Elder Financial Fraud

By | January 4, 2012

As our family members age, they can become more dependent on their healthier spouses or grown children to care for them, keep them healthy, and continue to protect them as their health fails.

Sometimes, however, the tables are turned, and rather than protecting the oldest family member, opportunistic relatives end up taking advantage of him.

According to studies published by the National Center on Elder Abuse, two-thirds of all perpetrators are exactly those whom the aging victim might have trusted most. Spouses and adult children, who are financially dependent on the victim’s bank account, are the most likely to take advantage of the elder’s financial resources. Often, this is due to alcohol and drug abuse.

Dementia is a major risk factor in all kinds of elder abuse, including the subtle, hands-free abuse known as financial exploitation. Even senior citizens who begin to contract a milder form of cognitive impairment, which can still be in its early stages of advance, are vulnerable.

Elder law professionals can be knowledgeable and active advocates for senior citizens who need to protect their financial resources. Unfortunately, the secretive and unreported nature of the crimes makes supporting the rights of the victims, who may not realize they’ve been victimized, challenging.

Elder laws vary from state to state, but recently, many states have increased the penalties for victimization – financial or otherwise – of senior citizens. Twenty-four states have joined an elder exploitation prevention program, called the Elder Investment Fraud and Financial Exploitation Prevention Program (EIFFE) which guards against fraud committed by family members. The program, begun two years ago, piloted the idea of involving the primary care physician in a type of watchdog role. The senior citizen’s physician, while not usually privy to the financial climate of the victim’s household, can now identify risk factors for having potentially sticky-fingered family members during routine visits. They refer patients for screening if they suspect an abusive situation, and report any mistreatment to Adult Protective Services.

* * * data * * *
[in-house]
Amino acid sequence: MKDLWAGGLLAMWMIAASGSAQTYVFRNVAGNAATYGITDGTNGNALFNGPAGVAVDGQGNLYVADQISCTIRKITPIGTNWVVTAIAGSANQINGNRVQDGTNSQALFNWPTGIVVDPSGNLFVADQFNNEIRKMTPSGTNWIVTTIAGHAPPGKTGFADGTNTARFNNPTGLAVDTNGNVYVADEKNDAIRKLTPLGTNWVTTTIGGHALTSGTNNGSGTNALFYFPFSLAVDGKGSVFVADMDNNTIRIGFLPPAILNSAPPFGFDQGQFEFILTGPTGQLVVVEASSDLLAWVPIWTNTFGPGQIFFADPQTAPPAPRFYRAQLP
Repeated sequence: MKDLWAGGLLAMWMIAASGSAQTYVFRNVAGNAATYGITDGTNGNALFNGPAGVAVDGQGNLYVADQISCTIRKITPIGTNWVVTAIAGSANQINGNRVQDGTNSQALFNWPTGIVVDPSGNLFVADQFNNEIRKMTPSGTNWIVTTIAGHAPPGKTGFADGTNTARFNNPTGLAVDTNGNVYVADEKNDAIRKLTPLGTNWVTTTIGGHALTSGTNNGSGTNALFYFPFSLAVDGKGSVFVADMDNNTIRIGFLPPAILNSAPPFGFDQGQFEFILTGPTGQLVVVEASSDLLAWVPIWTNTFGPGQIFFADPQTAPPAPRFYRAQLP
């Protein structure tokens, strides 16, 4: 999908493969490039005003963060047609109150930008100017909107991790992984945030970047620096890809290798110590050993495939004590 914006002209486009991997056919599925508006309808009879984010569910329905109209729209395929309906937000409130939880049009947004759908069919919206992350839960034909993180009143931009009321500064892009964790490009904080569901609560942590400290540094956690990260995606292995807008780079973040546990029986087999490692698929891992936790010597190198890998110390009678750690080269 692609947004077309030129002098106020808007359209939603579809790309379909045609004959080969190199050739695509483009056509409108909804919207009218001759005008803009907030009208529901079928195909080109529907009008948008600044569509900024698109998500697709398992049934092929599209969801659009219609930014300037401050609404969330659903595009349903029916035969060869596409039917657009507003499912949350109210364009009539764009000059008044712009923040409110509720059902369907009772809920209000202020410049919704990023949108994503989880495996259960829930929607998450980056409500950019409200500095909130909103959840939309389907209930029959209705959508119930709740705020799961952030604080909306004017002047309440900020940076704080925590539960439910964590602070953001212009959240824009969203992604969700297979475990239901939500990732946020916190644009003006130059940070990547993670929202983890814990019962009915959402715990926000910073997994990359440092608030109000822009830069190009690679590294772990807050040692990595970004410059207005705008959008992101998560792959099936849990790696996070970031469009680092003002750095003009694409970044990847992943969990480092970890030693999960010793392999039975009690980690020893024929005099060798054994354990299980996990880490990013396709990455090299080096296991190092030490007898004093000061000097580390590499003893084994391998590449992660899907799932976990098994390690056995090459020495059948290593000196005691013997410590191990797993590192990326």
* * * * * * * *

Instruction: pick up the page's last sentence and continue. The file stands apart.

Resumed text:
According to a survey conducted by investigators of elder financial fraud, one in five senior citizens can be financially victimized. The EIFFE’s outreach to the physicians, including dentists, has already seen success in identifying patients who have been victimized but have not, or cannot, advocate for themselves. The patients may be driven to their doctors’ appointments by the very family members who are swindling them, and the EIFFE’s continuing education trains doctors how to handle situations that may arise even in the environment of the waiting room.

Last month, The Minneapolis Star Tribune reported that a 46-year-old Minnesota man was charged with swindling his 86-year-old mother out of $320,000.

His family is furious, now that his crime has come to light, and they calculated that the figure is closer to $770,000. The man had used the money to fund a phone sex and pornography habit, as well as limousine rides and trips to a resort. According to the article, the records show he had been funneling his mother’s savings into his own hands for eleven years. The son faces a maximum sentence of 20 years in jail and a $100,000 fine.

The same article lists a statistic that in the United States, senior citizens lost $2.9 billion in 2010 because of financially abusive family members.

Adam J. Roa is the managing attorney for The Law Offices of Adam J. Roa, P.C.  Mr. Roa’s practice field is exclusively Maryland elder law, including litigation for probate, trusts, guardianship, Medicaid process, estate planning documents, and related issues.  Mr. Roa has significant trial experience and often lectures on topics related to elder law.

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